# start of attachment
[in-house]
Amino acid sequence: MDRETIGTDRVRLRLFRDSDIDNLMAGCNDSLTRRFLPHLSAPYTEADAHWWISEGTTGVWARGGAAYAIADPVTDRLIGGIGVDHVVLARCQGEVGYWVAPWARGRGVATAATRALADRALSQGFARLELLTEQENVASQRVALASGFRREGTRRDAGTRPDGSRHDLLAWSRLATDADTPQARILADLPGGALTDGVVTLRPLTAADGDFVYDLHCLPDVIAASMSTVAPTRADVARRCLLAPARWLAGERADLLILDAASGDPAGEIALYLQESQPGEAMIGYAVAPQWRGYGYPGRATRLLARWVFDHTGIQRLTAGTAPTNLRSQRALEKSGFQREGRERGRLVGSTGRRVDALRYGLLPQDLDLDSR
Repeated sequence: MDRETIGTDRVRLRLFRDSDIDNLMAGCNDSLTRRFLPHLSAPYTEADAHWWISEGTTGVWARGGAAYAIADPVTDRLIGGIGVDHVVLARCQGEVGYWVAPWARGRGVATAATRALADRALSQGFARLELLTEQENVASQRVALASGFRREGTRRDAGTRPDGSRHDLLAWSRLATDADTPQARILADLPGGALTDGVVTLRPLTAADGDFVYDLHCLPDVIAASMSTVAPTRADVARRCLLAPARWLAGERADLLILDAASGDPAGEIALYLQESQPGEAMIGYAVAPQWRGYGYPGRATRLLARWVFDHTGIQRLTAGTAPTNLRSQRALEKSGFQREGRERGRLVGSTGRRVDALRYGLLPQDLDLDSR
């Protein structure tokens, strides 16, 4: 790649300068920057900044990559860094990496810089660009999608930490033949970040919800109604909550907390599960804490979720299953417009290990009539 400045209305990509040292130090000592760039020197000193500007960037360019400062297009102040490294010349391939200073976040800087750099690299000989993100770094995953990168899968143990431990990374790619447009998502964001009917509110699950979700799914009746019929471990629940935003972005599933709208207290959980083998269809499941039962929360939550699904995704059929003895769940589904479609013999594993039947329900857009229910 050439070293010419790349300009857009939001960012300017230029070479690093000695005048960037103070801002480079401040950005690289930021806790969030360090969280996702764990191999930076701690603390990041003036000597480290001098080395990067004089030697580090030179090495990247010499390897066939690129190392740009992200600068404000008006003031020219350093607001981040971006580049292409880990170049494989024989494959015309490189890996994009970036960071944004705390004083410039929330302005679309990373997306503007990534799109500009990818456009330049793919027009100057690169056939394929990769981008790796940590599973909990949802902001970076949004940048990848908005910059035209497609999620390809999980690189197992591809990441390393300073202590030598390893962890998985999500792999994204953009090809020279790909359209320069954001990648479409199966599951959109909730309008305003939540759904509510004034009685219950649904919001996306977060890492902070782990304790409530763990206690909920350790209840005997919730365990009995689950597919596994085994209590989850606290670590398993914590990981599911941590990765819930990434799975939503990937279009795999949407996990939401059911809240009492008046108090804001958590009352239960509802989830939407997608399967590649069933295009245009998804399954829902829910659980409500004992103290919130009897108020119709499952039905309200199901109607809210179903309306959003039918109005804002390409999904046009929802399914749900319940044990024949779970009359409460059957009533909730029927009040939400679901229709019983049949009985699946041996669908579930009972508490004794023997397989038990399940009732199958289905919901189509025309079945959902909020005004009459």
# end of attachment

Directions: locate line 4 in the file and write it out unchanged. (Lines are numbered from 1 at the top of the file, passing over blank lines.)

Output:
């Protein structure tokens, strides 16, 4: 790649300068920057900044990559860094990496810089660009999608930490033949970040919800109604909550907390599960804490979720299953417009290990009539 400045209305990509040292130090000592760039020197000193500007960037360019400062297009102040490294010349391939200073976040800087750099690299000989993100770094995953990168899968143990431990990374790619447009998502964001009917509110699950979700799914009746019929471990629940935003972005599933709208207290959980083998269809499941039962929360939550699904995704059929003895769940589904479609013999594993039947329900857009229910 050439070293010419790349300009857009939001960012300017230029070479690093000695005048960037103070801002480079401040950005690289930021806790969030360090969280996702764990191999930076701690603390990041003036000597480290001098080395990067004089030697580090030179090495990247010499390897066939690129190392740009992200600068404000008006003031020219350093607001981040971006580049292409880990170049494989024989494959015309490189890996994009970036960071944004705390004083410039929330302005679309990373997306503007990534799109500009990818456009330049793919027009100057690169056939394929990769981008790796940590599973909990949802902001970076949004940048990848908005910059035209497609999620390809999980690189197992591809990441390393300073202590030598390893962890998985999500792999994204953009090809020279790909359209320069954001990648479409199966599951959109909730309008305003939540759904509510004034009685219950649904919001996306977060890492902070782990304790409530763990206690909920350790209840005997919730365990009995689950597919596994085994209590989850606290670590398993914590990981599911941590990765819930990434799975939503990937279009795999949407996990939401059911809240009492008046108090804001958590009352239960509802989830939407997608399967590649069933295009245009998804399954829902829910659980409500004992103290919130009897108020119709499952039905309200199901109607809210179903309306959003039918109005804002390409999904046009929802399914749900319940044990024949779970009359409460059957009533909730029927009040939400679901229709019983049949009985699946041996669908579930009972508490004794023997397989038990399940009732199958289905919901189509025309079945959902909020005004009459």